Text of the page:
2. 2. 84 CURRENT ANAESTHESIA & CRITICAL CARESummary of NBCR recommendations rescued and resuscitated by the ¢re or ambulance ser- vice and may arrive at hospital in-extremis. Patients requiring resuscitation will usually have this(1) Uniform clinical management and referral guidelines (see provided, or commenced, in A&E before being referred below): Based on complexity of injury rather than onto the burns specialist unit. Guidelines for resuscita- simply on extent of body surface area a¡ected.(2) In-patient provision for burn injuries to be provided by tion, and criteria for referral will normally be dissemi- nated by burns units to their ‘feeder’ district general specialists. hospitals. This enables the burns teams to in£uence the(3) A new structure for burns care services: Strati¢cation condition of patients arriving in their units, and is largely into Burns Facilities, Units or Centres. These are e¡ective. It is now unusual for patients to be inadequately de¢ned according to facilities, specialist sta¡ and resuscitated and early renal failure, due to hypovolaemia, supporting services available on-site and determine is rare. Burns are relatively common at the extremes of the complexity of injury admitted, with facilites age, and for both small children and elderly adults, even a caring for non-complex injuries and centres for the most complex. limited injury may require admission. Severe major inju- ries are rare but these patients, in order to survive, will(4) Critical care provision: Discussed further below. need prolonged intensive and high dependency care, re-(5) Continuing care as part of a burn service: Physical and peated surgical episodes to excise the wound and pro- psychological rehabilitation. Outreach teams. vide both temporary and permanent skin cover, and(6) A national network of services: Involving primary care, prolonged rehabilitation. A&E departments, and specialized burns services,(7) Research and development: Into dependency scoring, care pathways and outcome measures.(8) Improved data gathering and analysis: Further Table 1 Proposed national guidelines for burn injury development of the British Burn Injury Database referral (BIBID). Complex injury F refer to local specialist burns service The review calls for immediate implementation in Age Below 5 or over 60 yearssome areas, particularly in the establishment of suitable Site Face, hands, perineum, feet Flexureservices for the severely burned child. Paediatric inten- Circumferential to limb, torso or necksive care unit (PICU) services have developed in major, Any inhalation Excluding pure carbon monoxidelargely teaching, centres, and are rarely co-sited with injury poisoningburns services.This situation has forced burns specialists Mechanism Chemical 45% total body surfaceto either care for major paediatric burns in units lacking area (TBSA)in accredited PICU facilities and expertise, or to transfer Ionizing radiationpatients to PICUs where burns expertise is not available. High-pressure steamNeither situation is acceptable, or comfortable for the High-tension electricalclinicians concerned. Suspicion of non-accidental injury The NBCR report is currently being adopted for imple- (adult or paediatric)mentation by the Department of Health.The identi¢cation Size Paediatric 45% TBSA Adult 410% TBSAand development of services to be designated as burns Pre-existing Systemic or debilitating conditions‘Centres’, ‘Units’ or ‘Facilities’, if to be followed as recom- illnessmended, will require care, time and resource if valuable Associated Head injuryspecialist sta¡ are to be retained and new sta¡ recruited. injuriesAs has been seen in general ITU, allocation of ¢nance for Fractures or crush injuriesbed expansion has not necessarily brought with it the spe- Penetrating injuriescialist nursing sta¡ who remain our most valuable resource. Non-complex F refer to local plastic surgery service Size of skin Paediatric; 2^5% TBSA injuryCURRENT BURNS CARE; GENERAL Adult: 5^10% TBSACONSIDERATIONS Other injuries F often suitable for A&E or community careRelatively trivial burn injuries may never present for Non-acute F may require referral in the post acute phasemedical care while signi¢cant minor injuries may be man- Wound Wound unhealed at14 days post-burnaged in the primary care setting. More severe burns will healinggenerally arrive at accident and emergency departments Complications Local or systemic sepsiseither as ambulatory patients or via the ambulance ser- Rehabilitation Complicated scarringvice. The most seriously burned patients may have been
  3. 3. ORGANIZATION OF BURNS SERVICES 85 Around 25/100 000 population require hospital admis- surgical, anaesthetic, therapist and ¢nancial resource.sion for burns annually. Two-thirds of these patients are The care of these patients is very demanding on the sta¡admitted to hospitals with specialist burns services and who become, in themselves, a rare specialist resource.represent a broad spectrum of severity. Patients who The NBCR seeks to set standards of care and facilitiesare initially cared for in the community or admitted to which will bring burns critical care closer in location andgeneral hospitals may be referred late to specialist standards to general ICUs. Achieving this will be particu-services with complications or poor healing. The NCBR larly demanding for the burned child for whom at pre-has outlined national referral guidelines to bring some sent it is di⁄cult to identify the ideal arrangementuniformity to referral practices in the NHS. These are anywhere in the UK, where a burns unit is co-sited withsummarised in abbreviated form inTable 1. a fully accredited PICU. Good communication between specialist burns ser- In the meantime consultant sessions for burns anaes-vices and local accident and emergency departments is thetists/intensivists should be adequate to provide theessential. Standardized referral documentation can be best 24 -h cover currently feasible for burned patientsprovided which can then be faxed to the receiving unit requiring critical care. Every e¡ort must be made toprior to transfer. Telemedicine links, being developed in provide appropriately trained nursing support to burnsome areas, may prove to be valuable, enabling specia- wards or, as proposed in the NBCR, achieve mutuallists to give advice on the treatment of cases that may support and co-operation with a co-sited adult ITU. Out-not require immediate transfer. Education, such as the reach capabilities should be developed by the burns ser-‘Emergency Management of Severe Burns’ (EMSB) course vices to support professionals in general wards and ITUscan be o¡ered by the specialist burns sta¡. when, for whatever reason, patients cannot be trans- The emergence of multiresistant bacterial strains, and ferred to the specialist unit.the virtual inevitability of contamination of the burn pa-tient demands aggressive infection control measures,and a continued degree of physical and procedural se- ANAESTHESIA FOR BURN INJURIESparation of burns beds and sta¡ from the wider generalhospital population. Provision Anaesthetists may be involved at all stages of acute burns care. Most patients will enter the hospital system via theBURNS CRITICAL CARE PROVISION accident and emergency department. Initial resuscitation may involve assessing and securing the threatened air-Critical care for burned patients is delivered mainly with- way, initiation of arti¢cial ventilation, analgesia and seda-in burn units, mainly by burn anaesthetists/intensivists, tion, establishing adequate venous access and invasiveworking with specialist burns nurses who may also occa- monitoring. Major cases, referred to specialist services,sionally hold a recognized intensive care quali¢cation. may require stabilization for, and care during transfer.This situation obviously £ies in the face of recommended Anaesthetists are likely to be called upon to managepractice for critical care. It has arisen as a result of the these procedures, and within the general hospital set-development of burns care separate from adult and pae- ting, they will represent the normal extent of anaes-diatric ICUs, which are also physically separated, often thetic involvement.by great distances, from the burns wards. Patients with major complex injuries will only survive Due to the relative rarity of major burns requiring in- with excision of the burn wound at the earliest possibletensive care, burns units which admit these patients are stage. The most extensive wounds will require very pro-unlikely to achieve the levels of throughput of even the tracted and repeated surgical procedures and dressingsmallest general intensive care units. This makes recruit- changes at a time when they may be highly dependent onment and retention of intensive care nurses very di⁄cult support of both the respiratory and cardiovascular sys-in a competitive market. It also means that anaesthetist/ tems.These patients comprise some of the most compro-intensivists working exclusively in these units will ¢nd it mised patients to undergo planned surgery, as it may notdi⁄cult to remain current in the more general aspects of be possible to improve their condition without it.ICU work. Proposed transfer of burns patients to gener- Later during their recovery period, patients will needal adult or paediatric ICUs may be met with reluctance as revision of scarred areas, and reconstructive proceduresspecialist burns nursing and surgical skills may not be during which time they may have developed contrac-available at the ICU location. tures which threaten safe airway management. The most severely injured patients will require ICU At the specialist burns unit, anaesthetists will bestays measured in weeks rather than days, with a high involved inincidence of contamination with multi-resistant organ-isms, multiple surgical interventions, and frequent dres- K receiving and stabilising patients,sing changes which are hugely demanding on nursing, K management of high dependency and intensive care,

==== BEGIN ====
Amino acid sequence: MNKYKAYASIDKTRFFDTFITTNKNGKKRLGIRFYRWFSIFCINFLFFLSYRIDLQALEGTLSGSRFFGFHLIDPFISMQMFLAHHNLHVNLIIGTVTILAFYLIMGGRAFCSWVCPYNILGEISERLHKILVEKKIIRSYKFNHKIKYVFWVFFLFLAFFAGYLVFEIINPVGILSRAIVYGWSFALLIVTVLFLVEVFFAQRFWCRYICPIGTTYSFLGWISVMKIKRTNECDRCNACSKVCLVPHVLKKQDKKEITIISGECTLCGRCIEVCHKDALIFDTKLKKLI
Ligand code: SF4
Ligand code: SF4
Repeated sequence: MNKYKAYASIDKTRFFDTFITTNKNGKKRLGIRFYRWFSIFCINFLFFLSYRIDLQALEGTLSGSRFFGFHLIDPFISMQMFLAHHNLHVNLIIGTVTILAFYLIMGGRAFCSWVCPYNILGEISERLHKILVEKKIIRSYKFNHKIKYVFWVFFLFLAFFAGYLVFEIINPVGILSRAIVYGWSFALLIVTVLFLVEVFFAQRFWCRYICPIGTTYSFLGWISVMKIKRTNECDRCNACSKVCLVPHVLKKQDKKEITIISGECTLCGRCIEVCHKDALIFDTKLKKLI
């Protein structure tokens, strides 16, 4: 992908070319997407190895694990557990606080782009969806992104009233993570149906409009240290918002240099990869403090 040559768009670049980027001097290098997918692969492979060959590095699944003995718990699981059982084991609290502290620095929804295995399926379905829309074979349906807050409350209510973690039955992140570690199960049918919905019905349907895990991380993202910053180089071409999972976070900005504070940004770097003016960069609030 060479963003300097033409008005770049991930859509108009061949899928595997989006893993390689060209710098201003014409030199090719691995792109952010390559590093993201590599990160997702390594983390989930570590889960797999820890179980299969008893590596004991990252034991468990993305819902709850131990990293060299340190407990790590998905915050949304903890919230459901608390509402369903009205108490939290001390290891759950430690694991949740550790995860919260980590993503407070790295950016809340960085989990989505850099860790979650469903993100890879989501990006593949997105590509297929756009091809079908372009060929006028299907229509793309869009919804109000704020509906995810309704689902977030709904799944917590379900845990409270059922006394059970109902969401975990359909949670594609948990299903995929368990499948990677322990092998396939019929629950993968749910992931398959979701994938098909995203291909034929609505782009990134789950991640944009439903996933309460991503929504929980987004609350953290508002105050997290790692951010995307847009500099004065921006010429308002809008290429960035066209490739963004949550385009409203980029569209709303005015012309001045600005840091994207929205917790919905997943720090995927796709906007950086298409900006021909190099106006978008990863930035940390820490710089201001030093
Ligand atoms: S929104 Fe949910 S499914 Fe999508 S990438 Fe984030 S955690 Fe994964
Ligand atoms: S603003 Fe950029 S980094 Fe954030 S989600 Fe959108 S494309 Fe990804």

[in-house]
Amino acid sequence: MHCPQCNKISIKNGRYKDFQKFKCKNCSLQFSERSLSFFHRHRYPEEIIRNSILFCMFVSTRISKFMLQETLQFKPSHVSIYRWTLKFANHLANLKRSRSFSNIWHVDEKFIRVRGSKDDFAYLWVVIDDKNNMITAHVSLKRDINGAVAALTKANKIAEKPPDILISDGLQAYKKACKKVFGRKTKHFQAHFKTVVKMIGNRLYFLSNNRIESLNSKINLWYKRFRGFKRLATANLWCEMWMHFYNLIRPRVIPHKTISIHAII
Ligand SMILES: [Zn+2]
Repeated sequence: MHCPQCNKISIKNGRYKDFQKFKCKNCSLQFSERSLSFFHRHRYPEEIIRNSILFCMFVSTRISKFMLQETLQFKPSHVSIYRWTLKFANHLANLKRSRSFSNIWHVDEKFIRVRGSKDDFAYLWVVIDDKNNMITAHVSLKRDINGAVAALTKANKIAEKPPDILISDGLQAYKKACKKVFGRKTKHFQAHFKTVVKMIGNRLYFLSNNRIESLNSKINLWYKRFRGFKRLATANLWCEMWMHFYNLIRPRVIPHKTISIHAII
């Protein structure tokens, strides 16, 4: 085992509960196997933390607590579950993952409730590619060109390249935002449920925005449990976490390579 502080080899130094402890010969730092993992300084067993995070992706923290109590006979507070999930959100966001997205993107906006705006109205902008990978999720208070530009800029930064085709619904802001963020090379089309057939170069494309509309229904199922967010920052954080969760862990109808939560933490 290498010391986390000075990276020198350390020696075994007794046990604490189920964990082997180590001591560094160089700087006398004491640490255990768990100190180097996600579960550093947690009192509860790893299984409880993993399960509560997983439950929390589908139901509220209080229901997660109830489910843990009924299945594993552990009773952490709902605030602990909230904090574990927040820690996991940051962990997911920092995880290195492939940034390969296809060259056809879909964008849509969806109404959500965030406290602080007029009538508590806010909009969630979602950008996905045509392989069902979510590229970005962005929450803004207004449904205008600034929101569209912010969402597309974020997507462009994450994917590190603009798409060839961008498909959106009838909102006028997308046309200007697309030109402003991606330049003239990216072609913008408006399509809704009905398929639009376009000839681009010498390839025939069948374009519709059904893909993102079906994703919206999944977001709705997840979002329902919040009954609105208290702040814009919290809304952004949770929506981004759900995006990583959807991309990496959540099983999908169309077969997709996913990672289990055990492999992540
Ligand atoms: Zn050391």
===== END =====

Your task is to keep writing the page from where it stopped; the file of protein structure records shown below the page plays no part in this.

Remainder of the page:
4. 4. 86 CURRENT ANAESTHESIA & CRITICAL CARE Table 2 RCA & ABRA guidance for the provision of burns anaesthesia services (2001)Fsummary Incorporating NBCR recommendations (1) Emergency anaesthetic assessment and treatment may be required in any hospital with an A&E department. Guidelines should be available for immediate care and transfer (2) Burns centres provide care for complex injuries with large TBSA; Burns Units provide care for complex injuries with small TBSA;Burn facilities provide care for non-complex injuries (3) The responsibility for critical care of burned patients should be shared between burns anaesthetists/intensivists, and burns surgeons. (4) The critical care of burned patients is an integral part of burns anaesthesia services. Specialist departments need to provide protocols, sta¡ training, and rapid availability of resources (5) Provision of beds for burnintensive care must be adequate.With su⁄cient workload these willbein a Burns ICUwithin a Burns centre.With lesser workloads they will be in general ITU or paediatric intensive care unit (PICU) (6) Critical care beds for burns patients need to be in close proximity to an operating theatre and other support facilities (7) Major burn anaesthesia should only take place in a Burns Centre or Burns Unit with full consultant cover (8) Paediatric burn cases require special facilities and sta⁄ngK anaesthesia thorough training in all aspects of anaesthesia for burns,K peri-operative care. plastic and reconstructive surgery. The Association of Burns and Reconstructive Anaesthetists (ABRA) (for- As in most acute clinical areas, delivery of the best merly the Plastic Surgery and Burns Anaesthetistscare is by a well led multidisciplinary team comprising FPSBA) have identi¢ed key areas of training and com-nursing, medical, therapist, technical, and supporting petence for anaesthetists.5 Most of the anaesthetic skillssta¡. Burns surgeons, anaesthetists and nurses will need required are generic, however, the unique nature of theto co-operate closely, and for the initial stages of surgery, patients and the demands they make on acute health ser-will need access to a dedicated operating theatre for long vices, make specialist experience essential.periods, and be able to mobilize large theatre teams at It is important that, despite limited training opportu-relatively short notice.These logistical requirements are nities in some areas, as many anaesthetic Specialist Re-challenging to deliver with the limited resources. Com- gistrars as possible are exposed to the care of majorbined with the high elective and emergency demands burns.With current limitations on trainee doctors hoursbeing made on UK operating theatres the need for a being introduced through the ‘New Deal’, and the rela-dedicated burns theatre is clear. This is also likely to re- tively small number of the most severe injuries, it is con-duce the infection control risk to the general hospital po- sidered that a 6 month attachment to a departmentpulation posed by severe burns cases. providing a burns anaesthetic service is the realistic mini- The Royal College of Anaesthetists and the Associa- mum to achieve training aims.tion of Burns and Reconstructive Anaesthetists has re-cently drafted ‘Guidance for the Provision of BurnsAnaesthesia Services’.4 This incorporates NBCR recom-mendations and is summarized inTable 2. REFERENCES 1. National Burn Care review. Committee Report. 2001.Training 2. Sutherland A. Organisation of burn care facilities. In: Settle JAD (ed). Principles and Practice of Burns Management. New York:All anaesthetists will need, on completion of training, to Churchill Livingstone, 1996; 43–49.be competent in the assessment and early management 3. Judkins K. Burns treatment in the 21st century: a challenge forof burns injuries which might present to the general hos- British anaesthesia. Anaesthesia 1999; 54(12): 1131–1135. 4. Guidance on the Provision of Burns Anaesthesia Services.pital A&E department. A further group may be required, Association of Burns and Reconstructive Anaesthetists, 2000.as consultants, to provide sessions in plastic surgery with 5. Plastic Surgery and Burns TrainingFContent and Minimumoccasional burns surgery.Those anaesthetists working as Caseload. Association of Burns and Reconstructive Anaesthetists,consultants in burns centres will need to have received a 2000.